Sunday, September 8, 2013

Freeing the Slaves

Slavery goes back before written history. The earliest evidence for it is found in graves in Lower Egypt dating to 8000 BC. It was a near universal institution, especially in agricultural societies. As late as the beginning of the 19th century, 3 quarters of the earth's population were slaves and serfs. You could become a slave to pay off a debt, as punishment for as crime, because you were a prisoner of war, because you were abandoned at birth or because you were born to a slave.

In the famous Hammurabi Code the sentence for helping or harboring an escaped slave was death. But in Deuteronomy 23:15, 16 it says, “Do not return a slave to his master when he has escaped from his master to you. Let him live among you wherever he wants within your gates. Do not mistreat him.”

Slavery obviously predates the writing of the Bible. Its existence is accepted as a fact, yet the Bible does not see slaves as mere chattel but as human beings. Thus in ancient Israel they were able to own property, earn money and even buy themselves out of slavery. Those who sold themselves into slavery to repay a debt were released every 7 years and every Jubilee year. Slaves were treated as members of God's people and joined in the Sabbath rest. Biblical slavery was therefore unlike slavery in the US, because it was not necessarily involuntary, lifelong or based on race. The more humane treatment of slaves comes from the fact that the Israelites were once slaves in Egypt. God makes that history explicit in the places in which he commands them to treat their slaves fairly.

The Greeks however did not see slaves as anything other than property. To them slaves were part of the natural order; only citizens were considered human beings. By the time of the New Testament, the population of the Roman Empire, due largely to her wars, was made up of 25% slaves. The Romans did make slavery more humane. They realized that the more freedoms they allowed their slaves, the more productive they were. Nevertheless, an escaped slave had to be returned to his master. And the master was allowed to punish a runaway slave by beating, whipping, branding or even crucifying him.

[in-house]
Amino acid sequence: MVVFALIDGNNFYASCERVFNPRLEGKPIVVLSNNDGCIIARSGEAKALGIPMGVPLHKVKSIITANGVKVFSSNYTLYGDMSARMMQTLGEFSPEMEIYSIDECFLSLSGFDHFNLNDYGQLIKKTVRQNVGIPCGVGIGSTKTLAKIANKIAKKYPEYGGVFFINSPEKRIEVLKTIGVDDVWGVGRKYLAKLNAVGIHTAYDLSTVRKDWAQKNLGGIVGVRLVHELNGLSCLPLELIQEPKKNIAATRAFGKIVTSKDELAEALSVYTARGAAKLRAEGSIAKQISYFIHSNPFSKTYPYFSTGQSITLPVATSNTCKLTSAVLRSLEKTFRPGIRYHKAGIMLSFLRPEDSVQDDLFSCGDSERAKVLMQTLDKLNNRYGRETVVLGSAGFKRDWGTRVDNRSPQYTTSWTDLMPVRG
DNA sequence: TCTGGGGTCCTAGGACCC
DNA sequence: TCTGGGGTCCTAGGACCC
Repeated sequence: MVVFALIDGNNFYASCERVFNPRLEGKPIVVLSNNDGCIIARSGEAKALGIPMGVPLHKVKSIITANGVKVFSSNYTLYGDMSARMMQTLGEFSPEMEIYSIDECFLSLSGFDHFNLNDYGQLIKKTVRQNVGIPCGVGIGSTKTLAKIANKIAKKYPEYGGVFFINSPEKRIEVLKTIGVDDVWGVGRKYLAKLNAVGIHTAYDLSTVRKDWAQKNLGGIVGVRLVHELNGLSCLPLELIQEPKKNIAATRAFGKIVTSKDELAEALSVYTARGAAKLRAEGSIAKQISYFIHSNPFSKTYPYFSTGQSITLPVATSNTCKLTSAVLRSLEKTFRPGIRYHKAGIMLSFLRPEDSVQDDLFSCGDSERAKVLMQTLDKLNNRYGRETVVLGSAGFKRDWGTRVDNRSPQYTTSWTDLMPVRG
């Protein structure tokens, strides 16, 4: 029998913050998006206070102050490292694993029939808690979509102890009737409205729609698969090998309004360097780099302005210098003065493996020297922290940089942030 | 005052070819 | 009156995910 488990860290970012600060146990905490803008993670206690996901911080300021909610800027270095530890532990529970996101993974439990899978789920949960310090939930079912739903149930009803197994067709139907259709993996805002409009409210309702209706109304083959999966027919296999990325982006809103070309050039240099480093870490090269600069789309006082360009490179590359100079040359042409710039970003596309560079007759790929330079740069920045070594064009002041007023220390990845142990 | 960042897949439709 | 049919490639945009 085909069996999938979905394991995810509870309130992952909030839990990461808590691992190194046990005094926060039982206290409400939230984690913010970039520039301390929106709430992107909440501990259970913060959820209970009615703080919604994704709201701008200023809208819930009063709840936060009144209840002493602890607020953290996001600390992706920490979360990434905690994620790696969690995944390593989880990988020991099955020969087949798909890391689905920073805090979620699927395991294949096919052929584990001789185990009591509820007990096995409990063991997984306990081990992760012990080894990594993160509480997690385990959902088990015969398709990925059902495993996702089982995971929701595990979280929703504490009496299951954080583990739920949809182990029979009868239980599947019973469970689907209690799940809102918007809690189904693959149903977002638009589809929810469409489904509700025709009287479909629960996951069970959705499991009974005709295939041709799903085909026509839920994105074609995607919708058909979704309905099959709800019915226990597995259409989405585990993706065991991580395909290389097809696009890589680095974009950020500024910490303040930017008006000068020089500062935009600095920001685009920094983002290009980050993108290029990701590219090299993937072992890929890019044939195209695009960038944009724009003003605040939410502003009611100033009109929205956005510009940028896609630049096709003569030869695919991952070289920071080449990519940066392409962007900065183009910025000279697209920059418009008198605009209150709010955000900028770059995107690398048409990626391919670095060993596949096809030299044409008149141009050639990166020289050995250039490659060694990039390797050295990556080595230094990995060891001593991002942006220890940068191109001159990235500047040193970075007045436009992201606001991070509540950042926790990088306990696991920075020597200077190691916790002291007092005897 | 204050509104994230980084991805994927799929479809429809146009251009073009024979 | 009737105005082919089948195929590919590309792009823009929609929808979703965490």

Paul wrote in Galatians 3:28, “There is neither Jew nor gentile, neither slave or free, nor is there male or female, for you are all one in Christ Jesus.” When Paul used the popular form of the Household Codes in his letters, he did, as was typical of the day, tell slaves to obey their masters. But he also reminded masters that that their slaves were their brothers and sisters in Christ and should be treated appropriately. And in 1 Corinthians 7:21, Paul told slaves that they should take advantage of opportunities to gain their freedom. But he meant lawfully. He did not support the anarchy that arose every time there was a slave revolt. The most famous is the Third Servile War, in which Spartacus led 120,000 slaves against the might of Roman. Like the previous slave rebellions this was unsuccessful and the 6000 survivors were crucified along the Appian Way. Violent uprisings did not lead to freedom or the abolition of slavery in the Roman Empire.

So Paul has a real problem on his hands when he found out that one of his most helpful coworkers in the ministry was a runaway slave, Onesimus. We are not sure how this discovery was made. Perhaps the return of Epaphras from Colosse triggered the disclosure. Legally, though, Paul must return him to his master. What made it more difficult was that Paul knew the owner: Philemon, a wealthy Christian who lets the Colossian church meet in his home. Paul wants to keep Onesimus in his ministry but can't, not without Philemon's consent. And it appears that Onesimus has stolen from his master, probably to finance his escape. Philemon would have every right to punish his slave severely and even have him killed. So Paul is faced with a real moral dilemma. The way he deals with it is a beautiful example of how to work for the right in a culture that is wrong.

Paul sends Onesimus back to Philemon but with a letter. The contents of that letter, except for the last 3 verses, makes up our New Testament reading.

Paul introduces himself as a prisoner of Christ Jesus. He is probably writing while imprisoned in Rome. It is ironic that Paul, who has lost his freedom, is writing to secure the freedom of another man. And notice that Paul for once doesn't identify himself as an apostle. This is a personal letter. But by reminding Philemon of his imprisonment, Paul would probably elicit sympathy from him. And that's the right state of mind for his purpose.

Paul greets Philemon as a dear friend. He mentions Apphia, who may have been Philemon's wife. He also mentions Archippus, whom he calls a fellow soldier, and who is a partner in Paul's ministry in nearby Laodiccaea. It's possible that the 2 churches met together. Paul also sends greetings to the church that meets in Philemon's home. But it is obvious that Paul is speaking directly to Philemon throughout most of this letter.

Paul tells Philemon that he prays for him and thanks God for Philemon's love for fellow Christians and for his faith in Jesus. Paul prays that Philemon sees all the good that his sharing of his faith is doing. And his love gives Paul joy and encouragement since he sees how his fellow church members are being refreshed through Philemon.